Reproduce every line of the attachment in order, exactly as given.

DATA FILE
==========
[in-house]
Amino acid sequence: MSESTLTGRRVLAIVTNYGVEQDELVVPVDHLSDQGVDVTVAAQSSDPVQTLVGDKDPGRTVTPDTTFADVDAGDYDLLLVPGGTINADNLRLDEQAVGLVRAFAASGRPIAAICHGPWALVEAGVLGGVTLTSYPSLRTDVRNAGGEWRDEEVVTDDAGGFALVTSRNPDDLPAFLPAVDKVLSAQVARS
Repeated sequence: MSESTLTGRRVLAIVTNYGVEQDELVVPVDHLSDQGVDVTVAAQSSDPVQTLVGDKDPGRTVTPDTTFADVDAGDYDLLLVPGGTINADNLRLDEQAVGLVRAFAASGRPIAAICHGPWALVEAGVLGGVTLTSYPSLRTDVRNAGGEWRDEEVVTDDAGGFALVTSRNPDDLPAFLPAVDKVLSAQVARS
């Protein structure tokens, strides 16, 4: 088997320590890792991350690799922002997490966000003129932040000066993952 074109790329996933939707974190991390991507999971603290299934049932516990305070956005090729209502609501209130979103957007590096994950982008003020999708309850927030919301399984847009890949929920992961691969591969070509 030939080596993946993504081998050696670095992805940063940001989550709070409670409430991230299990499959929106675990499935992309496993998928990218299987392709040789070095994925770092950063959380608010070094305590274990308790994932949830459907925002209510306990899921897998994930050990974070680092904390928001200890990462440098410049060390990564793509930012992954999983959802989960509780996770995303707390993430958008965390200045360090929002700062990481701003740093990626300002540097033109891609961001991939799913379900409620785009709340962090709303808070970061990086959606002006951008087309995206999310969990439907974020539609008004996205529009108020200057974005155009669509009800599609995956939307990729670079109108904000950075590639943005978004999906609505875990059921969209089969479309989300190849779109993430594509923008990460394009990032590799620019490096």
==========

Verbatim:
[in-house]
Amino acid sequence: MSESTLTGRRVLAIVTNYGVEQDELVVPVDHLSDQGVDVTVAAQSSDPVQTLVGDKDPGRTVTPDTTFADVDAGDYDLLLVPGGTINADNLRLDEQAVGLVRAFAASGRPIAAICHGPWALVEAGVLGGVTLTSYPSLRTDVRNAGGEWRDEEVVTDDAGGFALVTSRNPDDLPAFLPAVDKVLSAQVARS
Repeated sequence: MSESTLTGRRVLAIVTNYGVEQDELVVPVDHLSDQGVDVTVAAQSSDPVQTLVGDKDPGRTVTPDTTFADVDAGDYDLLLVPGGTINADNLRLDEQAVGLVRAFAASGRPIAAICHGPWALVEAGVLGGVTLTSYPSLRTDVRNAGGEWRDEEVVTDDAGGFALVTSRNPDDLPAFLPAVDKVLSAQVARS
């Protein structure tokens, strides 16, 4: 088997320590890792991350690799922002997490966000003129932040000066993952 074109790329996933939707974190991390991507999971603290299934049932516990305070956005090729209502609501209130979103957007590096994950982008003020999708309850927030919301399984847009890949929920992961691969591969070509 030939080596993946993504081998050696670095992805940063940001989550709070409670409430991230299990499959929106675990499935992309496993998928990218299987392709040789070095994925770092950063959380608010070094305590274990308790994932949830459907925002209510306990899921897998994930050990974070680092904390928001200890990462440098410049060390990564793509930012992954999983959802989960509780996770995303707390993430958008965390200045360090929002700062990481701003740093990626300002540097033109891609961001991939799913379900409620785009709340962090709303808070970061990086959606002006951008087309995206999310969990439907974020539609008004996205529009108020200057974005155009669509009800599609995956939307990729670079109108904000950075590639943005978004999906609505875990059921969209089969479309989300190849779109993430594509923008990460394009990032590799620019490096």